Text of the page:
An agreement as to the fate of the old Benhaven Elementary School appears to be finalized.
The Harnett County Board of Commissioners and the Harnett County Board of Education are set to approve an agreement that will eventually hand the building over to the county.
Commissioners approved the proposal at the Monday meeting and Harnett County Board of Education members are anticipated to do the same at their meeting tonight.
Under the terms of the agreement, the board of education will maintain ownership of the school throughout the renovations which are planned by the county due to the use of proceeds from a bond issue used to finance the construction of the new Benhaven Elementary School.
Once renovations are completed, the school board will pass a resolution declaring the building no longer suitable for use as a school and will donate the property to the county.
Assistant County Manager Brian Haney says the project is still at a point where plans for the site are still being developed. He told The Daily Record this will be a chance for the county to take over a site shortly after its initial use, thus giving the county a better opportunity to use facilities that are still viable, unlike previous projects where the county has taken over, but well after a time when buildings and other facilities at the location were salvagable.
“The Benhaven project offers a unique opportunity for the county to take a site that was recently occupied as a vibrant part of the community and renovate the campus to provide services that will benefit the community,” Mr. Haney said. “Unfortunately with previous projects, facilities were allowed to sit for years after occupation, which limited the potential for reuse or made the cost of renovation too substantial to justify. Here, we will be able to go in shortly after occupation and preserve the majority of the campus through renovation to provide additional amenities in an underserved area of the county.”
County officials have not yet set a permanent plan, but do intend to include multiple agencies and multiple uses for the site. The first step will be a partial demolition of portions of the old school. Plans are for the building which housed the cafeteria to be taken down to allow additional parking and access to the site.
The remaining buildings are going to be rennovated to bring them up to current codes to allow for use as a community center.
“We anticipate parks and recreation will provide services out of the building that house the gymnasium, and that the library will tentatively provide services out of the building that housed pre-K programming,” Mr. Haney said. “Please note that this is not intended to be the ultimate Western Harnett Library, but it offers an opportunity to increase library services in this part of the county.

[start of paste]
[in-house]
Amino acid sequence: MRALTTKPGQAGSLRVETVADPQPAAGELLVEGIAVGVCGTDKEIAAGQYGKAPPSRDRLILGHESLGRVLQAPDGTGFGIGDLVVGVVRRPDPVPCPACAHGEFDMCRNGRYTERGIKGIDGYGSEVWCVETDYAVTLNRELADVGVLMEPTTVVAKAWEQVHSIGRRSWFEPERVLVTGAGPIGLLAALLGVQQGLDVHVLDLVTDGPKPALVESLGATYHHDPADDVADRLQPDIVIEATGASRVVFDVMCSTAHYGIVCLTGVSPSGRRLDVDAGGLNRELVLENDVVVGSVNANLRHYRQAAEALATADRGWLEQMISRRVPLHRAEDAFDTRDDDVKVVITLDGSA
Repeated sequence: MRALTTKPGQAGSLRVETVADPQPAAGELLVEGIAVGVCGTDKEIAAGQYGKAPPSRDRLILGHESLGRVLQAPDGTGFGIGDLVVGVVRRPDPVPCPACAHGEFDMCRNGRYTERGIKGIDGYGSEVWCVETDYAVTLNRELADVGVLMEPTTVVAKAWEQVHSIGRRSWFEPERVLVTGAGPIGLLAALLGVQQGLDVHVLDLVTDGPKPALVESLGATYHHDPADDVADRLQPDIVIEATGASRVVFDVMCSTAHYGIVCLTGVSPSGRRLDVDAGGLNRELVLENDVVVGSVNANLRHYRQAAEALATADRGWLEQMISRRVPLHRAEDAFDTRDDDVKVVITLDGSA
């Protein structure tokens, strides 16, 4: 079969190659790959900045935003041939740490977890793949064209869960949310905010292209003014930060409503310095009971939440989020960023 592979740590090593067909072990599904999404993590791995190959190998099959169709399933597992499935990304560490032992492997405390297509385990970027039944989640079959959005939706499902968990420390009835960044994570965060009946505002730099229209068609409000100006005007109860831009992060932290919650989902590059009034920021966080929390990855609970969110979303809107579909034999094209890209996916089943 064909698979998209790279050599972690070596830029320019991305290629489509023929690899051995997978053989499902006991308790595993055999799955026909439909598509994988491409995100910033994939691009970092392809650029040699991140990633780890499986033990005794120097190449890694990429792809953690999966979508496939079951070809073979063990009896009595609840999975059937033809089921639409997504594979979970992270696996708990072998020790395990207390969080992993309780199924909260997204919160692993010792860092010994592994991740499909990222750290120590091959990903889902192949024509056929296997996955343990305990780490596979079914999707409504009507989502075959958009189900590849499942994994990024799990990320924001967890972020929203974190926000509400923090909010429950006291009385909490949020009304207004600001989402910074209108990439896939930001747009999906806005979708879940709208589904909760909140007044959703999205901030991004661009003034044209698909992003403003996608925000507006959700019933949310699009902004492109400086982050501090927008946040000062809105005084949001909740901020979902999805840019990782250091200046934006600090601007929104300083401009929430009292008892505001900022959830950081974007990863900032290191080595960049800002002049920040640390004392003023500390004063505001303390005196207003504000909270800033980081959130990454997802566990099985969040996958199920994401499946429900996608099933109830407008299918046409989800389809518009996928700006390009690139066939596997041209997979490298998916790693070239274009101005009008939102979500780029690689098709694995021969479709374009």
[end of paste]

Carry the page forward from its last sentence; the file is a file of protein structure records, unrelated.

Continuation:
County officials anticipate the site will bring several services to the area, both county and partner organizations.
“We anticipate multiple entities will have space in the two-story building,” he said. “However, the current plan is to bring it up to code for whatever may be located inside the building, which will require an elevator so that the second floor can be used, due to ADA compliance.”
Funding for the project, which also affects when county ownership can take place, came from the 2017 General Obligation School Bond Funds.
Because money was used from the bonds, the school must maintain ownership until after the improvements are made.
A total of $1.9 million are being earmarked for the overall project with the largest amount, $750,000, designated for actual construction.
Demolition costs were estimated at $100,000 with equipment and furniture projected to cost $200,000 and design and construction administration estimated at $250,000. An additional $700,000 is being set aside as contingency funds and for potential land acquistion costs beyond the school grounds.
Mr. Haney stresses those figures are estimates and the amounts are subject change as the project continues to be developed. He also explained how the funding was ultimately obtained.
The funds are not directly a part of the $100 million school bond approved by voters in 2014, although it is connected to the 2014 school bond.
“When bonds were sold to finance construction of the new Benhaven Elementary School, the bonds were sold at a premium, meaning we received additional money than the actual bond amount,” he said. “A portion of the bond premium is being used to pay for the renovation/demolition at the former school.”
Once the project gets started, county officials estimate it will take anywhere from 12 to 18 months to complete.